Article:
by Sharyn Kopf—Cedarville, Ohio
Whether the first thing you do in the morning is turn on your radio, read the newspaper, check that day’s posting on your favorite blog, or plop down in front of the TV, you are looking for people who can communicate the information you want just the way you want it. Communication is, in itself, an art. And, in a world that craves that information on a 24/7 basis, it is also a necessity, which is what makes communication arts such a strong and lucrative major.
Make Your Mark in Journalism
Cedarville University’s comm arts program continues to make in-roads in the various fields it offers, from updating technology to new areas of study. The latest: a journalism major set to begin in the fall.
“We had the opportunity to start the program from scratch,” says Dr. Chuck Elliott, department chair. “So we based it on where the industry is going rather than simply building on traditional journalism models of the past.”
What that leads to is a convergent major that offers cross-media competencies in print, broadcasting and online skills. Today’s employer wants a well-rounded journalist … and that’s what Cedarville’s major promises to provide. To meet that goal, this summer the school will be constructing a new media lab for writing and upper-level design students.
“This generation,” Elliott says, “is relying less and less on traditional media for news and more on other sources. The new journalism major reflects that.”
Set a Standard in Electronic Media
Another strong major within the comm arts department is electronic media. Though emphasizing audio and video, it also offers a great option with its concentration in media management and sales. In fact, many students start in audio/visual, then move to management/sales when they realize it has a better future … with better money.
According to Jim Leightenheimer, associate professor of broadcasting, electronic media provides an unusual mix of the practical and the theoretical. “The students have an opportunity,” he says, “to apply what they are learning in a real-life setting, like the University’s student-run radio station Resound.”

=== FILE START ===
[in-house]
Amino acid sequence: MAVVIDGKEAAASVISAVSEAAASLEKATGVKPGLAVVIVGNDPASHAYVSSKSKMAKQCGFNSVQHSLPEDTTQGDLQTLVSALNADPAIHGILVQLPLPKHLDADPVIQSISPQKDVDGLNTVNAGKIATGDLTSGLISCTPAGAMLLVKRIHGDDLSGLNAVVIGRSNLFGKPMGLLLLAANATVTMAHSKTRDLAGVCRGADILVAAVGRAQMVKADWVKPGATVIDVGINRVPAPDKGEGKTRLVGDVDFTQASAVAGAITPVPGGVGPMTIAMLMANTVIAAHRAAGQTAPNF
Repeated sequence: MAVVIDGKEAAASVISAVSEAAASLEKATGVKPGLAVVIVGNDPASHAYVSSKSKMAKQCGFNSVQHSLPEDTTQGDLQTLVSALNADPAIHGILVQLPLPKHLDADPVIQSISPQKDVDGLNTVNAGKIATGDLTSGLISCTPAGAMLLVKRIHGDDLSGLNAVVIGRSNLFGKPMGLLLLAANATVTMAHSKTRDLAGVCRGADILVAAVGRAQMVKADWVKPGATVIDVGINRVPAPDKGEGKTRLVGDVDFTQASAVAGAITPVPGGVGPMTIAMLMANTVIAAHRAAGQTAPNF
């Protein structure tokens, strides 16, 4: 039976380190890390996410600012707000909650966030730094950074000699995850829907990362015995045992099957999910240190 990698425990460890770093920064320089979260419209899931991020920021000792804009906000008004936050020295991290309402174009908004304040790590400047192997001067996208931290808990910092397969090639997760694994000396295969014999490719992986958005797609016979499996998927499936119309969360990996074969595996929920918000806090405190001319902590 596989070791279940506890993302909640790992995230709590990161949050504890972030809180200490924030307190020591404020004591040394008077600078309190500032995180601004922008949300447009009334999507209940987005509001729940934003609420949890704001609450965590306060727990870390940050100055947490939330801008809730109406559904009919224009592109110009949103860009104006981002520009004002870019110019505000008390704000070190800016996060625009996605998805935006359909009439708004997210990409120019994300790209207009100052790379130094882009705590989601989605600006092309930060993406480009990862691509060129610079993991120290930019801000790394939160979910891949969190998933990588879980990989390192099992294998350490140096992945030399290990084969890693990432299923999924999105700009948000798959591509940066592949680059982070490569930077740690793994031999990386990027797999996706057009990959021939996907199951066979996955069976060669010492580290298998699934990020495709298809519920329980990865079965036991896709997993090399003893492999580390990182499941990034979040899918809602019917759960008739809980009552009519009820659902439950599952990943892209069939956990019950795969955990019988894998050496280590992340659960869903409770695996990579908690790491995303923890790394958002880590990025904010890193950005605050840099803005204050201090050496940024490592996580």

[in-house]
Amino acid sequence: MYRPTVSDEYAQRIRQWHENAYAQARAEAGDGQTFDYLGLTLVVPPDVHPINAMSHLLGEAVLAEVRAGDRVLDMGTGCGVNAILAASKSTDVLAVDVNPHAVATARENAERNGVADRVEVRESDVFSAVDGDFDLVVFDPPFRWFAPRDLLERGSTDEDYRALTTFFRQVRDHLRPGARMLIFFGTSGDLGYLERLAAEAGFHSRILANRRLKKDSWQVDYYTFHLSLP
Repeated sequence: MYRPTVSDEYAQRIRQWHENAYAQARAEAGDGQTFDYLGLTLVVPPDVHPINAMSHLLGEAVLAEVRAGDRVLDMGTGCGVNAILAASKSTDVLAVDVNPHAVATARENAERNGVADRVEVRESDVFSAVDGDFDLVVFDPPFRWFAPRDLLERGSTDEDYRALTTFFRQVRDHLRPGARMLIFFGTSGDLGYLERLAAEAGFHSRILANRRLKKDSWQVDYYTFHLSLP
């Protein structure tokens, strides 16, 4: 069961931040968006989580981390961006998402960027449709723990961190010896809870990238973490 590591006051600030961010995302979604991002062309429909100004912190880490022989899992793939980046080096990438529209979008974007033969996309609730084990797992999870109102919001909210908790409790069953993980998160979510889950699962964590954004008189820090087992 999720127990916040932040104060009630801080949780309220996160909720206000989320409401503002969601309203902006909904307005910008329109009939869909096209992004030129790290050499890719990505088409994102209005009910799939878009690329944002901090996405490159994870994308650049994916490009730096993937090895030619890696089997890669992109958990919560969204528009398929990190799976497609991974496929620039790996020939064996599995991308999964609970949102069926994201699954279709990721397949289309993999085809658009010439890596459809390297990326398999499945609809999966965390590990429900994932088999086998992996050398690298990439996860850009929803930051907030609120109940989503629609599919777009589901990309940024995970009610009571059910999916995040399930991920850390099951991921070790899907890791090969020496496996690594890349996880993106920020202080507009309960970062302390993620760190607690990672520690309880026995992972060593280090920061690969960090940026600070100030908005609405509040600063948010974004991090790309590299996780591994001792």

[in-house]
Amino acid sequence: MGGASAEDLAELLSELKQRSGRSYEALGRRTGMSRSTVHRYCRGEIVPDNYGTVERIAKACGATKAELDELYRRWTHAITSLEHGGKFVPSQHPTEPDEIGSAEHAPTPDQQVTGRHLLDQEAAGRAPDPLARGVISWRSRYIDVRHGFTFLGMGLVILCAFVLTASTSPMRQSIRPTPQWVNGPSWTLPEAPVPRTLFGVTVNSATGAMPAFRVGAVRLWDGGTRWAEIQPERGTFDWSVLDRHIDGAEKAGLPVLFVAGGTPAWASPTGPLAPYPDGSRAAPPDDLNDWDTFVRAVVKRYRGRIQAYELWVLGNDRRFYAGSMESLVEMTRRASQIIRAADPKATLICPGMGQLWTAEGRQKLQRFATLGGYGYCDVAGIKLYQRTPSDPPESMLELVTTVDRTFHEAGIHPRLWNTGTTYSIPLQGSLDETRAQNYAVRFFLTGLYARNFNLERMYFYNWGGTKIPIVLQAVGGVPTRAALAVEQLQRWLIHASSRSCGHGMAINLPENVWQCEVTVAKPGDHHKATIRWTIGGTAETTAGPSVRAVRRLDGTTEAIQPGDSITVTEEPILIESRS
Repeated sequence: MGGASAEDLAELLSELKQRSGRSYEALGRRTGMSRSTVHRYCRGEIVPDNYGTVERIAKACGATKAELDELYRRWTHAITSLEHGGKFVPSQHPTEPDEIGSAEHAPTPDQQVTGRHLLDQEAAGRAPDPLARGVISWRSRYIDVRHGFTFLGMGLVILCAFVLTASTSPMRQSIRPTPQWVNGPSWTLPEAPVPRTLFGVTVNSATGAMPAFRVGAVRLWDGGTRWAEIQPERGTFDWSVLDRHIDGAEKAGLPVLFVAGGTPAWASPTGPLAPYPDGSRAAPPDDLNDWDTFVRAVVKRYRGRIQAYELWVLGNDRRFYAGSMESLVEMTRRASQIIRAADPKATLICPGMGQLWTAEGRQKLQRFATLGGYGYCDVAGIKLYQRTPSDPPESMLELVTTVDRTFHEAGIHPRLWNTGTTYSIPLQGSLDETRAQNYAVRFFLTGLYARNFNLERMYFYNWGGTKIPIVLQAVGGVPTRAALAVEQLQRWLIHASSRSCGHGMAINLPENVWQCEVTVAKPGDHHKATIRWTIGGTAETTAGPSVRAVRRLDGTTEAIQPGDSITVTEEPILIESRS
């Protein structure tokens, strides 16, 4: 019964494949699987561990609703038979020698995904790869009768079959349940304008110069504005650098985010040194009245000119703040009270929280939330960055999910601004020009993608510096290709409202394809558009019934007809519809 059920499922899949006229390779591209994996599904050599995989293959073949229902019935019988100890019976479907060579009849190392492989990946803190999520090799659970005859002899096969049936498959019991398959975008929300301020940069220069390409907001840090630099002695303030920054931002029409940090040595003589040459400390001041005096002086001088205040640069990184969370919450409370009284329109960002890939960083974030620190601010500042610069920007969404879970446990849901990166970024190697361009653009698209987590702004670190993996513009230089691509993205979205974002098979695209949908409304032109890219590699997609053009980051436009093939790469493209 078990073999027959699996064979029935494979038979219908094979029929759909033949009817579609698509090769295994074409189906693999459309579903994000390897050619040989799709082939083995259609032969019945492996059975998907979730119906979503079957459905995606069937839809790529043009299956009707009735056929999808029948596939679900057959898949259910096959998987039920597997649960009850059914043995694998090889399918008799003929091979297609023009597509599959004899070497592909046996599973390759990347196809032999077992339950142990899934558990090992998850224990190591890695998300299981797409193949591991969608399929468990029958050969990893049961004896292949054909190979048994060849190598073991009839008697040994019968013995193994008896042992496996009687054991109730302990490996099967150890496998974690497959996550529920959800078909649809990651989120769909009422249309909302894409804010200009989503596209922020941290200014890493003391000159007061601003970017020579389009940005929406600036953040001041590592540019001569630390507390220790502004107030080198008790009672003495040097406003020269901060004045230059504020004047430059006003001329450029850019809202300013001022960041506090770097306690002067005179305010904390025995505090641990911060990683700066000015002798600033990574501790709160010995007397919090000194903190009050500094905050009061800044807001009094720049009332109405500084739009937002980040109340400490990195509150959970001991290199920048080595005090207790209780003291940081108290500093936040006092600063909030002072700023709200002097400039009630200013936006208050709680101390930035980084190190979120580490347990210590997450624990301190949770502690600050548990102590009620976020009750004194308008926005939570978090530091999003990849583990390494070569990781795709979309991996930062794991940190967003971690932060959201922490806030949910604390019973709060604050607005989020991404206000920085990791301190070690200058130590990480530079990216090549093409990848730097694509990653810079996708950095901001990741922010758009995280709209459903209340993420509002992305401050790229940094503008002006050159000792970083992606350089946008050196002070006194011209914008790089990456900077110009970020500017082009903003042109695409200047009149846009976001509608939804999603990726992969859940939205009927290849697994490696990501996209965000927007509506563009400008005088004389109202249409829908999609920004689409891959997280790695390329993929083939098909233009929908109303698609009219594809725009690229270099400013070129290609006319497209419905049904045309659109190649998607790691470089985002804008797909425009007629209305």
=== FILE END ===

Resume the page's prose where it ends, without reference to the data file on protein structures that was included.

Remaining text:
Balancing theory and practice is something the faculty works hard to accomplish. In fact, this April, the University selected Leightenheimer as the Faculty Innovator of the Year for his ability to integrate learning and faith in a real-life context. The radio station isn’t just an activity, but a lab where students learn how to succeed in that profession. “It’s not just for fun,” Elliott adds, “but serves as a co-curricular experience that translates into a job.”
Speaking of awards, the station also recently won an Intercollegiate National Religious Broadcasters’ Award for its website (www.resoundradio.com). Senior electronic media major Jeremy McDuffie received first place in the Internet category for his website development.
Let Your Voice Be Heard
When it comes to accolades, Cedarville boasts national debate and speech champions. With debate teams that move continually to the top of national rankings and an excellent forensics competitive team, this is a course of study that will challenge anyone with an interest in public speaking.
For those with a more dramatic bent, however, Cedarville strives to upstage other schools with its ever-growing theater degree. Besides the basic—and very popular—performance concentration, there’s also a program for designers, those who want to be in theater but prefer to work behind the scenes.
“The faculty are incredible,” says Elliott, “for their ability to balance rigor and compassion. They understand where each student is coming from and their individual learning needs.”
Theater students perform three main stage plays each school year—and continuously win local awards for excellence in performance and design.
So Much to Say
“Cedarville’s program is unique in that it actually prepares students to adapt to many and varied opportunities in their future,” Jim Phipps, professor of communication arts, says. “Many of the careers that grads have chosen were not in their plans when they came to school.”
The adaptability of a communication arts degree is most notably seen in the comprehensive communication major. This one-of-a-kind program allows students to tailor their degree to their specific life goals, creating their own major, in a sense. For instance, a student could combine communication studies with art, history, science or ministry—whatever fits best with what they want to do with their career.
Variety, creativity and adaptability are key ingredients to what makes the Cedarville University communication arts degree so good. But, most importantly, Cedarville’s communication arts faculty believe in the importance of providing quality, knowledgeable communication leaders who will approach their chosen career from a moral and biblical perspective.